Susan L. Perkins and Rob DeSalle—
Though it might sound very unappetizing, many animals eat their own feces (or poop). For example, rabbits do it to help them to break down grasses, which are difficut to digest. Unlike cows and their relatives that chew a regurgitated “cud” of grass, rabbits have to take a longer path. They undergo primary digestion, then re-ingest their feces into a specialized stomach compartment where microbes can really extract the nutrients out of the tough fibers. Rabbits and many other animals also imbibe their mother’s fecal pellets, and this behavior has been described as adaptive for the babies, because it is the way they obtain their core gut microbiome. If baby animals are prevented from eating their mothers’ poo, their digestive tract microbiomes are disrupted, which most assuredly has an effect on their ability to digest food.
People have also sometimes taken to this behavior as well. For millennia, the Chinese used dried human feces to treat abdominal diseases, believing that it had medicinal properties. In the recent years this form of traditional medicine resurfaced as a “poo tea” craze, where a slurry of warm pig and goat poop is ingested as a folk remedy for ailments ranging from skin problems to cancer. If goat or sheep poop is beneficial, then wouldn’t an exotic animal be even more powerful? This was the logic of a wildlife biologist who began selling panda poo tea, which fetches prices of more than $30,000 per pound. He reasoned that since pandas are poor digesters of bamboo and have left many nutrients including large amounts of fiber behind, it should be healthy. (Psyllium fiber supplements suddenly sound more benign . . . and certainly cheaper!)
There is another strange case of humans ingesting the feces of other animals for their health though. When the Nazi army invaded North Africa in 1941, the German tank drivers thought it was good luck to run over piles of camel dung. The Allies started to make fake camel dung piles and connect them to explosives that would detonate when run over by any luck-seeking tank driver. The deceit was so well planned that the Allies even put tire track marks in their fake dung piles to trick the tank drivers into plowing over them.
But, camel dung in its true form would hold a life-saving secret. Soldiers were suffering greatly from dysentery and the Nazi medical corps was brought in to attempt to alleviate the outbreaks. Early on, the local nomads were thought to hold a key to the solution, because they rarely suffered from dysentery. In fact, when an outbreak of dysentery occurred, or even when slight diarrhea was experienced, the nomads would diligently follow their camels around. When a camel defecated, the nomad would quickly scoop up the dung and ingest some while it was still steaming. After close scrutiny of the dung, the corps discovered that the dung was loaded with the bacterium Bacillus subtilis. This species is in the same genus as a terribly pathogenic species, Bacillus anthracis, which causes anthrax, an often lethal respiratory disease. Bacillus subtilis, however, has since become one of those bacterial species considered “good” for humans.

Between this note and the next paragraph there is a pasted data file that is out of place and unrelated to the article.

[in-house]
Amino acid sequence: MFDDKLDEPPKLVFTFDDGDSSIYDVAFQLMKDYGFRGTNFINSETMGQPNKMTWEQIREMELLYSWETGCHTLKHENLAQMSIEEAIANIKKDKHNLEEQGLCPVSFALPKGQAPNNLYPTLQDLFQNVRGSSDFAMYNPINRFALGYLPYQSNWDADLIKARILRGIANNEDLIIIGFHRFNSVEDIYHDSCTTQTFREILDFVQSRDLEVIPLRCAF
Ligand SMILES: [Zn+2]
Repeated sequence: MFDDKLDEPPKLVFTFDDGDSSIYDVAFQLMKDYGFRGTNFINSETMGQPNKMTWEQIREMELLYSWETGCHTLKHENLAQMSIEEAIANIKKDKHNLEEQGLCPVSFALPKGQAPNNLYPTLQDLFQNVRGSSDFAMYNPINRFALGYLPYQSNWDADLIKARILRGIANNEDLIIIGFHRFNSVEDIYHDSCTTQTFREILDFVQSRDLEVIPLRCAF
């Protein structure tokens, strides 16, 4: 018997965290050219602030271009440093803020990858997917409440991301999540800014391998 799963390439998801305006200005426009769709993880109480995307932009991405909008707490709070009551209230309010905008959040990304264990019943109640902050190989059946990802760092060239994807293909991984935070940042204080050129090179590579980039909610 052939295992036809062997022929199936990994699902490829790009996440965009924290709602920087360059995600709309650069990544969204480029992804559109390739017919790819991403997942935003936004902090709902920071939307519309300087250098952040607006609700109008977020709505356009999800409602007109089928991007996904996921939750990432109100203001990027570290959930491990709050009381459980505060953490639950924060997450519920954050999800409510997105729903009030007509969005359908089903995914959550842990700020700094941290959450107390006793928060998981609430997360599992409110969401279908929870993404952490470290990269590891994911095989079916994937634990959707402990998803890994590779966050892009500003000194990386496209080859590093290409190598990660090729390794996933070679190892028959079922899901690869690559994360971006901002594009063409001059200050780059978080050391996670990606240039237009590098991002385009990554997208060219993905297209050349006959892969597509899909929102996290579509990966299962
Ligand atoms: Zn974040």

What is it about B. subtilis that would make Arab nomads ingest camel dung? This species is a voracious eater of other microbes, including the ones that were causing dysentery. By ingesting the camel dung, the nomads were essentially altering their gut ecology to get rid of the pathogen causing the dysentery. But the B. subtilis was present only in warm dung; it would die out when the dung cooled. Not wanting the troops to ingest camel dung, the German high command and medical corps, instead, cultured large amounts of B. subtilis in vats and fed the broth from the cultures to the troops, stopping the outbreaks of dysentery. The Nazi medical corps even developed a way to dry out the B. subtilis and put it into powdered form for their troops. Since the Nazi experience with camel dung, B. subtilis has been used in much the same way as an antidysenteric agent.
In recent years, a new incentive and method of ingesting feces has resurfaced and has been heralded as a medical breakthrough—fecal microbiota transplants. If you are diagnosed with a gut infection caused by Clostridium difficile colitis or more commonly known as C diff, your doctor will more than likely immediately treat you with antibiotics. This is because C diff will cause extreme diarrhea, fever, and abdominal cramping that could lead to death. The problem is that many C diff infections treated with antibiotics are not eliminated because the C diff rapidly recover because of antibiotic resistance. In 2013 researchers tried a radical approach to treating individuals with C diff infections. By transplanting fecal matter from healthy individuals into the guts of individuals with C diff infections researchers were able to eliminate the C diff infection about 80% of the time. You might be asking how the poop was delivered to the gut. There are two routes to the gut and both routes have been used. More recently though the oral route has been the preferred route. Eating poop it turns out, can be a healthy activity. We should note however that, so far, C diff is the only infection that fecal transfer efficiently treats.
Susan L. Perkins is curator of microbial systematics and genomics in the Sackler Institute for Comparative Genomics at the American Museum of Natural History in New York City. Rob DeSalle is curator of entomology in the Sackler Institute for Comparative Genomics at the American Museum of Natural History. Together, they are the authors of Welcome to the Microbiome: Getting to Know the Trillions of Bacteria and Other Microbes In, On, and Around You.